Whenever I was tempted to lecture my children as they were growing up on the corrupting lyrics of the rock music they were listening to, I thought of Bing Crosby.
My grandfather (according to my mother) had been horrified by the “suggestive” crooning of Crosby during the 1930s, and banned his music from their home.
Hard to believe that anybody ever thought Crosby, the do-gooder main character of both “White Christmas” and “Holiday Inn,” could corrupt youth.
Rock music and suicide
Rock music and its perceived potential for leading young people astray (or, more precisely, to engage in self-destructive behavior) was among the topics discussed in the introductory article in December’s special music issue of The Psychologist, the official journal of the British Psychological Society.
In the article, psychologists Adrian North and David Hargreaves address three health-related implications of music. One is the assumption that certain music lyrics can cause suicide and other self-injurious acts.
Yes, write North and Hargreaves, some (but not all) studies “have found that fans of rock and rap were more likely than others to consider suicide and to self-harm.” But other research, they note, “is less suggestive of a link.” More likely, the two men argue, listening to certain rock music is a reflection, not a cause, of negative thoughts.
Furthermore, researchers have found that merely describing a song as “suicide-inducing” may lead young people to perceive it as such.
In other words, adults who label a song as having pro-suicide lyrics may actually be throwing fire on the problem they’re hoping to put out.
Other research, the authors add, “shows that the correlation between suicidal tendencies and an interest in rock is mediated by family background and self-esteem, which raises the issue of which of the latter is the better predictor of the former.”
I guess that means that we parents should worry less about rock’s role in our children’s lives and more about our own.
North and Hargreaves’ article also includes a quick and interesting review of studies that have demonstrated music’s ability to reduce pain and stress and, perhaps, strengthen the immune system.
“Arguably the largest single body of literature concerns the impact of music on chronic pain, pain experienced during and after treatment, and pain experienced specifically by cancer patients and those undergoing palliative care,” the authors report.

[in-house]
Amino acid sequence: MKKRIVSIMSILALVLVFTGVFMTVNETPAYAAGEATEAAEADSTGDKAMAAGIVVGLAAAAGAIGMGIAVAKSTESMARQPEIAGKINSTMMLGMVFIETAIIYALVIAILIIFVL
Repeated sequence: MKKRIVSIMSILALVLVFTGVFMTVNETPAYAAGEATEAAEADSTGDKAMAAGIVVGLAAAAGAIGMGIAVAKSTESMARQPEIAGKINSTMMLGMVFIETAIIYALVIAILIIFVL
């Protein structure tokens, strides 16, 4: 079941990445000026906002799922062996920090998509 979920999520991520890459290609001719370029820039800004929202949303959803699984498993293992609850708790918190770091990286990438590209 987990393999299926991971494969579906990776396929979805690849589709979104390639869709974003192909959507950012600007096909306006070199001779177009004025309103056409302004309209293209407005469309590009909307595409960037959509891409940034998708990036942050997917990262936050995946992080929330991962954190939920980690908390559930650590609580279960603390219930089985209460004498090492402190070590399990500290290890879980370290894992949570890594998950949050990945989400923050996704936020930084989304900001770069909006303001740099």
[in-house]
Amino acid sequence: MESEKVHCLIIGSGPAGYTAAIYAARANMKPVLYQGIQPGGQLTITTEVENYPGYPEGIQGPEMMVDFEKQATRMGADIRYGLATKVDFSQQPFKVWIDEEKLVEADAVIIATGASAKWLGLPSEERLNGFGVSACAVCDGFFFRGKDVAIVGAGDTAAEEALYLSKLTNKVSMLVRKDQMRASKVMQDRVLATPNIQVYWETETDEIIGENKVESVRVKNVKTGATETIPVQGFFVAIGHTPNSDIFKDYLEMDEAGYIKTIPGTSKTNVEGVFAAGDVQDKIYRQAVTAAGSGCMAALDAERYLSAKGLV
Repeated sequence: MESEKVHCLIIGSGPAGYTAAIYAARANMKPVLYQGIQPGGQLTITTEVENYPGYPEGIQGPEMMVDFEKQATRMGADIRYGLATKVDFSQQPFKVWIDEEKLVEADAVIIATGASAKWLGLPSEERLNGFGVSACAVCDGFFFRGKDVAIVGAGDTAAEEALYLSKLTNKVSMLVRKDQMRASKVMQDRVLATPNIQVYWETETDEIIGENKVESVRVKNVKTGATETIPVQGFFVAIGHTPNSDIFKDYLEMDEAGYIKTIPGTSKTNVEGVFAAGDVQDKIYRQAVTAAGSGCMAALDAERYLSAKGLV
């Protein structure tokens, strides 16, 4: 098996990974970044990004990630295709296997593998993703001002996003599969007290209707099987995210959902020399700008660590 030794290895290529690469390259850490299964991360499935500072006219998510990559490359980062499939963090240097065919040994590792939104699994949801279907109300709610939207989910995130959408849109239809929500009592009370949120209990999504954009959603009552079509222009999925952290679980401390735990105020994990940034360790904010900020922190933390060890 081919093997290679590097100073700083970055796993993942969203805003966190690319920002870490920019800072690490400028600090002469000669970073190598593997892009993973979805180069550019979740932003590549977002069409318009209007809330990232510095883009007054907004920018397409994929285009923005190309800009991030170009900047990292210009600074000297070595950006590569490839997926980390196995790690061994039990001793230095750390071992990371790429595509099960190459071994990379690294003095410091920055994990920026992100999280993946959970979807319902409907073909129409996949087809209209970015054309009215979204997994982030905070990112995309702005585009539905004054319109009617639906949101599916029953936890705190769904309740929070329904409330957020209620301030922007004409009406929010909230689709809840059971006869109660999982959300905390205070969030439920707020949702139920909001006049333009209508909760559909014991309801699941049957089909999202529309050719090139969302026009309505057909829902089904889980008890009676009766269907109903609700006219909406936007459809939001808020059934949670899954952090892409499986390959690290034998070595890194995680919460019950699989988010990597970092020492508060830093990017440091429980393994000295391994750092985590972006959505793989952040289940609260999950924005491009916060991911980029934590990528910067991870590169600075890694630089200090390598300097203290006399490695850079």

How does music mediate pain? Perhaps, says North and Hargreaves, by “distracting the patient’s attention from it and/or by increasing their perceived control over the pain (since if patients believe that they have access to music as a means of pain control, then this belief itself decreases the aversiveness of pain).”
The third focus of this article covered unfamiliar ground (to me). It reports on the “growing body of evidence” concerning music and animal welfare. Write North and Hargreaves:
Perhaps the clearest example is provided by Wells et al. (2002), who played classical music, heavy metal music, pop music, human conversation, and a control to 50 dogs housed in an animal rescue shelter. The classical music was arguably the most soothing, and it is interesting that it led to the dogs spending more time resting, more time quiet, and less time standing. In contrast, arguably the least soothing music, heavy metal, led to more time barking.
Apparently, dairy cows also yield more milk when listening to slow rather than fast music, and rats heal from wounds less quickly when exposed to stress-inducing rock music.
North and Hargreaves don’t seem at all surprised by these findings. “Is there really much difference between a tired human listening to a soothing song on the car stereo during the drive home, and a dog in a shelter being calmed by background classical music?” they ask.
I wonder if dogs like Bing Crosby?